A last little warning regarding the thatch: it's important for the lines/holes to be close to each other, but not tóó close. You will notice - once rerooting - that holes that are too close to each other will easily tear and form one big hole. You don't want that, believe me ;)

Now, what if you have an original Takara scalp, that has no thatch, or a side thatch while you want a middle thatch, or the other way around? No worries! It's perfectly possible to make an extra thatch in the area you prefer, as long as it's not too close to the original thatch. That nasty thing I just mentioned, about separate holes tearing together into one big hole? That has often happened already with Takara scalps. So be careful, also when you decide to use the already existing thatch. Inspect it beforehand, to see if it's still useable. Even when the holes are still more or less separate, remember that you have to pull a plug of hair through it with a crochet hook. Even this small force might already cause it to tear. So you might actually decide to play it safe and make a new thatch line. 

On to the next step (the most annoying one): start punching the holes!

This part will cause your fingers to hurt/cramp, I often find myself doing just a couple of rows at a time, for example when I have 5 spare minutes left.
In the picture below you can see how much space I leave between my holes. In the main spiral, I leave about 5 mm's between every hole...but again, this depends on how dense you want your final reroot to be!
On the thatch line, you have to punch the holes as close as possible to each other. Remember (again, I'll keep warning you...those teared holes are such a drama, especially when you're a beginner at rerooting!), not too punch them tóó close. Leave about 1-2 mm's in between them. The same counts for the last (outer) line. This line is the actual hair line, which will be quite visible in the final result. It would be pretty ugly if there'd be 4 or 5 mm's between those holes huh? So just punch them very close together, just like the thatch lines.

On the picture above you can see part of my holes. They appear a bit grey-ish, that's just because of punching through the black guidelines I drew for the tutorial. Note the distances between my lines and holes, and also note how close the thatch holes are!

Punching the last row of (close) holes can be a bit of trouble. I usually punch about 3 mm's above the edge of the scalp. Notice the rim on the inside of the scalp, you want to punch júst above that. Every now and then I accidentally go through the rim instead... You will notice this soon enough, because it's twice as thick a layer of plastic to go through!

Now it's time for the final - and optional - step of this tutorial: painting the scalp.

Personally, I often don't dye the scalps I reroot. I like to make dense reroots with lots of holes, in which case it's not really necessary to dye the scalp. It will be just like a human head full of hair; if you look véry closely...yes, than you can see a bit of skin, but that's only natural, right?
I know that a lot of people use lesser holes though, to save a bit of work and time. Nothing wrong with that! In those cases it might be a good idea though to dye your scalp in the color of the hair you'll be using, to cover up for too much 'skin' (scalp) showing in between the plugs.

I find acrylic paint easy and simple to use. Thin it a bit with water or even better: a special paint thinner. To prevent the paint from dripping all the way down to the edge, you can put a line of tape over the edge, completely around the scalp, just up to the first row. Now start adding a thin layer of paint and leave it to dry. The plastic scalps (at least the soft PVC Coolcat scalps, I have no experience with painting the soft rubber ones!) are not very absorbing, so you might want to add another layer after the first one has dried.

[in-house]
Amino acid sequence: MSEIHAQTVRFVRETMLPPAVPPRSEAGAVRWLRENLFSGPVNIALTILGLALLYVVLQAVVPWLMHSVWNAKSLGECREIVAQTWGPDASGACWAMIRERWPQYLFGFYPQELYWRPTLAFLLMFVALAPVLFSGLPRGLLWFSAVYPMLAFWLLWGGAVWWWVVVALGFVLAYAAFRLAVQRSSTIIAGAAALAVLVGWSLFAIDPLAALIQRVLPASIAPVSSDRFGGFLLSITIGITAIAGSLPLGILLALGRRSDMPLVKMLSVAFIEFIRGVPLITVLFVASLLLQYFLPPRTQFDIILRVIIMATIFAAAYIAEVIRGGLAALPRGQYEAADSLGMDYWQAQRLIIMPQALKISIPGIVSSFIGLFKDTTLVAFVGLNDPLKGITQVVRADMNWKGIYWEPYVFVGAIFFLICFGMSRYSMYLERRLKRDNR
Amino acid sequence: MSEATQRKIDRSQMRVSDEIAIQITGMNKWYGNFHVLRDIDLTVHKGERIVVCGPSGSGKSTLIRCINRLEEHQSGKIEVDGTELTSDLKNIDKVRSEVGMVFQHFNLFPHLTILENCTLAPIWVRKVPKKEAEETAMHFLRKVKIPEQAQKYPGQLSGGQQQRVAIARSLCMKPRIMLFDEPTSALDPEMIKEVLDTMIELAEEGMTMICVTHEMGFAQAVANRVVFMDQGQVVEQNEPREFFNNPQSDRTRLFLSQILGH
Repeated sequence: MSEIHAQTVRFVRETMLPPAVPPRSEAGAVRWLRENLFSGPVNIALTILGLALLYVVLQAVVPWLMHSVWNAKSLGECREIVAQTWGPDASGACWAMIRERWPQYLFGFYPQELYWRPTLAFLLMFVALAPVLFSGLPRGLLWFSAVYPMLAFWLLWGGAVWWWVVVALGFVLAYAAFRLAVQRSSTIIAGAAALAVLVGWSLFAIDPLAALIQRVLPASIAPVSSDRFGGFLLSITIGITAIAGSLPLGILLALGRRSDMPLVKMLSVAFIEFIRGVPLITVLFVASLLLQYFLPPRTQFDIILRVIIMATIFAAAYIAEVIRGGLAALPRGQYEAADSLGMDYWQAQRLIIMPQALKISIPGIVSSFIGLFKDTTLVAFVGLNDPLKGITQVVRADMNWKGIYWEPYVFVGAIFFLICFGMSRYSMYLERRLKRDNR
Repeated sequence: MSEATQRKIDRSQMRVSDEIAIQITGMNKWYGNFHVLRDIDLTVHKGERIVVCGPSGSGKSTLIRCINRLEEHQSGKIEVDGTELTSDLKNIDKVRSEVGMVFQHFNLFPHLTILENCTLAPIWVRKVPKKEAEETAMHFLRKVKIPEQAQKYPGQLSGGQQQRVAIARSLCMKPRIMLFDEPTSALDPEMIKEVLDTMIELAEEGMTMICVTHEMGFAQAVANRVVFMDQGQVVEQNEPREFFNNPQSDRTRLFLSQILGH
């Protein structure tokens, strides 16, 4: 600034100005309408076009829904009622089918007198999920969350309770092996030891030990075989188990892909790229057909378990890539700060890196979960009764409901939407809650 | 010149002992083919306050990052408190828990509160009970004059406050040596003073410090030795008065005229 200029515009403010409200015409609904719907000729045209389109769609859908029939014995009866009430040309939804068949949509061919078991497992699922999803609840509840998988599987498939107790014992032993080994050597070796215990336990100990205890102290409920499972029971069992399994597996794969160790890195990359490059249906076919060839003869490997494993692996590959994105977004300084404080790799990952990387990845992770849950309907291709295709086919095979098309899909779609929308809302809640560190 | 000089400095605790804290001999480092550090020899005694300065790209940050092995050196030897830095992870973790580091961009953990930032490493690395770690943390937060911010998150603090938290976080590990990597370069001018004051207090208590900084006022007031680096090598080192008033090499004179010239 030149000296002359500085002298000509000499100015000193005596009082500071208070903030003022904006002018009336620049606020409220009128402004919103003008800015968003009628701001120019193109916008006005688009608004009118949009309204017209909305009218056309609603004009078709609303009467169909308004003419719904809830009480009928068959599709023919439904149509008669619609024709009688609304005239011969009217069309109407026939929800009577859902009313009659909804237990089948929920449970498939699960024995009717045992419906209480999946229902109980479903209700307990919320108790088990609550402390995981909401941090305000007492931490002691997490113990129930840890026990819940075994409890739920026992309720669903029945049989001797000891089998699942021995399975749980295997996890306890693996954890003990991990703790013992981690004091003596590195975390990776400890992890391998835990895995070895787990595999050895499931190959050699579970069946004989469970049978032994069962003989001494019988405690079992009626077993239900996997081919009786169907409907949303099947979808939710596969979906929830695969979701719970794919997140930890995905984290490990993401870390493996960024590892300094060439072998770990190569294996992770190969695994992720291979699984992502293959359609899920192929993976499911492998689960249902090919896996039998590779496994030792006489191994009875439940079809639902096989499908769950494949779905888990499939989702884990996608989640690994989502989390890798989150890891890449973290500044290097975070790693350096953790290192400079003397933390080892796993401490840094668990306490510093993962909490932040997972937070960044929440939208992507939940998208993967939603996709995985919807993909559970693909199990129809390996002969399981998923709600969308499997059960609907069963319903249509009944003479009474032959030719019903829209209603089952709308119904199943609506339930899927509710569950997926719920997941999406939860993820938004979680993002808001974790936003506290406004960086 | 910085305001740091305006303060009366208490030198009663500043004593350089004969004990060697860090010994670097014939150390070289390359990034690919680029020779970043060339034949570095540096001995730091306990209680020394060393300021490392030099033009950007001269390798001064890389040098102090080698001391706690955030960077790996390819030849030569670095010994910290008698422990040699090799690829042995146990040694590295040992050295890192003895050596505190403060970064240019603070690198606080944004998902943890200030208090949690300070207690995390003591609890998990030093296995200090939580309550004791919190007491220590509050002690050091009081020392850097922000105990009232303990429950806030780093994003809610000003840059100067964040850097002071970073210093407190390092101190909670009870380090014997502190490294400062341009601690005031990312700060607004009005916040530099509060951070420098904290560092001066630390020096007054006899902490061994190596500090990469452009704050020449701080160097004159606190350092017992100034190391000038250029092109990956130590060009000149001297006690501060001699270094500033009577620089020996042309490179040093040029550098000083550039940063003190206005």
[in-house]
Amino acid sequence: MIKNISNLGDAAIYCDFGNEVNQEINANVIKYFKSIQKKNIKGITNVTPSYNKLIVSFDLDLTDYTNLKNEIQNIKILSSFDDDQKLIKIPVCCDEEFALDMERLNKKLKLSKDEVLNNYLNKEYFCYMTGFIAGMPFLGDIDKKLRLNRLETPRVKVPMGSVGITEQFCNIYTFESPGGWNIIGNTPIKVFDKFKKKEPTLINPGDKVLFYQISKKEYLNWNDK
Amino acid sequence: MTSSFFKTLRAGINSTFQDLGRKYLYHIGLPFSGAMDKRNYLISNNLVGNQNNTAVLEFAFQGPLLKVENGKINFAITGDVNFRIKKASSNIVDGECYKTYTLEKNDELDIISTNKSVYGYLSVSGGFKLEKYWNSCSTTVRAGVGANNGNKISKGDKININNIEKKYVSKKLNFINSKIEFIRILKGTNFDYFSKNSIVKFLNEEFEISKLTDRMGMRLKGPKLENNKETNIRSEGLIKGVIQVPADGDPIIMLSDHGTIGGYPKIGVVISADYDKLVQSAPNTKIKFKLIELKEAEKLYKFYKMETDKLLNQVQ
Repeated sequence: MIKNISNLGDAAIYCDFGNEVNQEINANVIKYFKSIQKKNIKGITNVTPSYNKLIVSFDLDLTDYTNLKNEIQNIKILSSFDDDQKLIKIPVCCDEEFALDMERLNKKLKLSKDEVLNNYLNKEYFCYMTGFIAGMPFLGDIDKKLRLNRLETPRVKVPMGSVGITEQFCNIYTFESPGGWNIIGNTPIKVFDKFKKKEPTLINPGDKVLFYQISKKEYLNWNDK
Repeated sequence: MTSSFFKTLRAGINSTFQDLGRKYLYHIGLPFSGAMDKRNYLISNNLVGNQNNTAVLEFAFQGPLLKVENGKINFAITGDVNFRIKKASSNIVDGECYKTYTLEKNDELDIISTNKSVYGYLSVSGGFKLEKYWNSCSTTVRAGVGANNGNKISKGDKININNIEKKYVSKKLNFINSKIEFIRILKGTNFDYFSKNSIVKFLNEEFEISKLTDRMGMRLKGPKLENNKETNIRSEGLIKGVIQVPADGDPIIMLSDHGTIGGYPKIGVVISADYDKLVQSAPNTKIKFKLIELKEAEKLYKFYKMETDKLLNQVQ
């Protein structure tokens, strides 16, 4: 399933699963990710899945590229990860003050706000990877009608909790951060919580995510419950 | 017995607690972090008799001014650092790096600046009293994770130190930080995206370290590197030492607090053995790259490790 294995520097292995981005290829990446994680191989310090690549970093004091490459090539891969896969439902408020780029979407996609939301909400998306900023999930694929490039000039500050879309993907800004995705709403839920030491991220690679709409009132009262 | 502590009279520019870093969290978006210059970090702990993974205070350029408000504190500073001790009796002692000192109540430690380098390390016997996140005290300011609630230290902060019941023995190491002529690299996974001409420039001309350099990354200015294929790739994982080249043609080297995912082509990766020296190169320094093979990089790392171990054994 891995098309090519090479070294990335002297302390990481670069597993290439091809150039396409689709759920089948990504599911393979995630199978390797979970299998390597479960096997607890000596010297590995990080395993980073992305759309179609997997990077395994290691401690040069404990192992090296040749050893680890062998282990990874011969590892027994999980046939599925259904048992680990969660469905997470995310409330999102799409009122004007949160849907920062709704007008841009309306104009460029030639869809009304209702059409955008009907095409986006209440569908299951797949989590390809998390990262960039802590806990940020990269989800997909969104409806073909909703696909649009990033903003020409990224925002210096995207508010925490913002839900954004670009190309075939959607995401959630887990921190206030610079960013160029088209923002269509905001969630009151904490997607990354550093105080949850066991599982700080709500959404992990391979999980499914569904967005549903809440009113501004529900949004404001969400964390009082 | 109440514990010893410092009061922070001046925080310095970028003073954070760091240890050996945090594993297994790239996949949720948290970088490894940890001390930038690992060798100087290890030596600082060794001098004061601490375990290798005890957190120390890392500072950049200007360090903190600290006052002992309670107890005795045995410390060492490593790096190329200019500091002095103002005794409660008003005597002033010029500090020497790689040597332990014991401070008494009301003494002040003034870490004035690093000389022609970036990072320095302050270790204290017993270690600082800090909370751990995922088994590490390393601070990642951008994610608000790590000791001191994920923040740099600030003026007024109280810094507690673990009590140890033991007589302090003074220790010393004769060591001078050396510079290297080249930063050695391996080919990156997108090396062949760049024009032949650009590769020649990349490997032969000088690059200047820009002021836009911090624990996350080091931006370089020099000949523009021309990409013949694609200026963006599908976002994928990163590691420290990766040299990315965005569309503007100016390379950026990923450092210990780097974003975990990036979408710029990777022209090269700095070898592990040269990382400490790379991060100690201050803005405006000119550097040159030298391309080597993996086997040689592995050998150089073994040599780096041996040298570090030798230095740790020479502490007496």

I will be using dark chocolate brown alpaca for this reroot, so I painted the the scalp in more or less that same color. It didn't became very even, but that's okay...it's just for covering up, in the end!

That's all for part 1 of the reroot tutorial! After these steps, you will be ready to start rooting the hair, which will be covered in the next part of these series. 
I really hope you guys enjoyed this tutorial and that I have explained everything in a clear and understandable way. Please comment if you have any questions, improvements, or additions. I'd also love to hear suggestions for what you'd like to see explained in the next part(s) of these reroot tutorial series!

4 opmerkingen:

  1. Thank you so much for this tutorial!!! It couldn't be more detailed and well explained. Thanks for taking the time to write such an helpful article: I'm sure this has helped and will help many, many people!! :) Really good!

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    1. Simona, thank you very much for taking the time to thank me. It's always great to hear that the effort is appreciated, and I'm glad that the tuturial has been helpful to you! :) I hope to post another tutorial for knot-method reroots somewhere in the near future.

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  2. I'm following your tutorials and I find them REALLY useful and easy-to-follow <333 Thank you so much for sharing your knowledge ^___^ If i'm successful I'll come back and show you the result ! (if not, I'll come back for some advice haha).

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    1. I'm delighted that this tutorial is still helpful to people - thanks for taking the time to comment Ziane! I would love to see your final results, and don't hesitate to contact me if you need any help ;)